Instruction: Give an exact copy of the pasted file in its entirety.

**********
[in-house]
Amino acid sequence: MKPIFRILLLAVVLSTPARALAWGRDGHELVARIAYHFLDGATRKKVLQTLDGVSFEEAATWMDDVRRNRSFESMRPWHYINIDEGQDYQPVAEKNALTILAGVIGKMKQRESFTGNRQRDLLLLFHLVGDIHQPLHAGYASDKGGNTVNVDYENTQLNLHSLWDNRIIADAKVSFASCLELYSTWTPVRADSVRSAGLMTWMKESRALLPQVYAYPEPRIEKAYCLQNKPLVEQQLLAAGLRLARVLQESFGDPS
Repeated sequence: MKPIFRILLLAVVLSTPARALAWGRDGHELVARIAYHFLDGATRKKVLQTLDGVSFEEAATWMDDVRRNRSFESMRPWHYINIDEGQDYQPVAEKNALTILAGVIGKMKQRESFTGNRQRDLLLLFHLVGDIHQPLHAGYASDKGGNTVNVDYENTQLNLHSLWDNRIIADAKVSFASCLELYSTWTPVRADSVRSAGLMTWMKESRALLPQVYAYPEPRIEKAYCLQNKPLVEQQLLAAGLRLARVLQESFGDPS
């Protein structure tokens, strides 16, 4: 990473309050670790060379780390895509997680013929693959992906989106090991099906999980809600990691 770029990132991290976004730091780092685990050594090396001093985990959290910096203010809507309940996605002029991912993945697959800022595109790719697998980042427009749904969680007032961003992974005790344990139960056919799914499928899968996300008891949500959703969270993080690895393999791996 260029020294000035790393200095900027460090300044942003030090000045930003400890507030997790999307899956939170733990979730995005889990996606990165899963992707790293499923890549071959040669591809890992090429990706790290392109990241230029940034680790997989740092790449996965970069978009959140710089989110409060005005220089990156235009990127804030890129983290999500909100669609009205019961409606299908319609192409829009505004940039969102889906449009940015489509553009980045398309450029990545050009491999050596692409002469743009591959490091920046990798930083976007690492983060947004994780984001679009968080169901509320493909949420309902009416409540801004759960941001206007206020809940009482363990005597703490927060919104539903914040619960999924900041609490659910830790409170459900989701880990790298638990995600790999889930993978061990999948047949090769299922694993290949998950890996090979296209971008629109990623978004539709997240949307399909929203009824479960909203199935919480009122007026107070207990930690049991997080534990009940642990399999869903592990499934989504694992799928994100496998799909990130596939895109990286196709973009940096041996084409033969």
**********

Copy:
[in-house]
Amino acid sequence: MKPIFRILLLAVVLSTPARALAWGRDGHELVARIAYHFLDGATRKKVLQTLDGVSFEEAATWMDDVRRNRSFESMRPWHYINIDEGQDYQPVAEKNALTILAGVIGKMKQRESFTGNRQRDLLLLFHLVGDIHQPLHAGYASDKGGNTVNVDYENTQLNLHSLWDNRIIADAKVSFASCLELYSTWTPVRADSVRSAGLMTWMKESRALLPQVYAYPEPRIEKAYCLQNKPLVEQQLLAAGLRLARVLQESFGDPS
Repeated sequence: MKPIFRILLLAVVLSTPARALAWGRDGHELVARIAYHFLDGATRKKVLQTLDGVSFEEAATWMDDVRRNRSFESMRPWHYINIDEGQDYQPVAEKNALTILAGVIGKMKQRESFTGNRQRDLLLLFHLVGDIHQPLHAGYASDKGGNTVNVDYENTQLNLHSLWDNRIIADAKVSFASCLELYSTWTPVRADSVRSAGLMTWMKESRALLPQVYAYPEPRIEKAYCLQNKPLVEQQLLAAGLRLARVLQESFGDPS
């Protein structure tokens, strides 16, 4: 990473309050670790060379780390895509997680013929693959992906989106090991099906999980809600990691 770029990132991290976004730091780092685990050594090396001093985990959290910096203010809507309940996605002029991912993945697959800022595109790719697998980042427009749904969680007032961003992974005790344990139960056919799914499928899968996300008891949500959703969270993080690895393999791996 260029020294000035790393200095900027460090300044942003030090000045930003400890507030997790999307899956939170733990979730995005889990996606990165899963992707790293499923890549071959040669591809890992090429990706790290392109990241230029940034680790997989740092790449996965970069978009959140710089989110409060005005220089990156235009990127804030890129983290999500909100669609009205019961409606299908319609192409829009505004940039969102889906449009940015489509553009980045398309450029990545050009491999050596692409002469743009591959490091920046990798930083976007690492983060947004994780984001679009968080169901509320493909949420309902009416409540801004759960941001206007206020809940009482363990005597703490927060919104539903914040619960999924900041609490659910830790409170459900989701880990790298638990995600790999889930993978061990999948047949090769299922694993290949998950890996090979296209971008629109990623978004539709997240949307399909929203009824479960909203199935919480009122007026107070207990930690049991997080534990009940642990399999869903592990499934989504694992799928994100496998799909990130596939895109990286196709973009940096041996084409033969």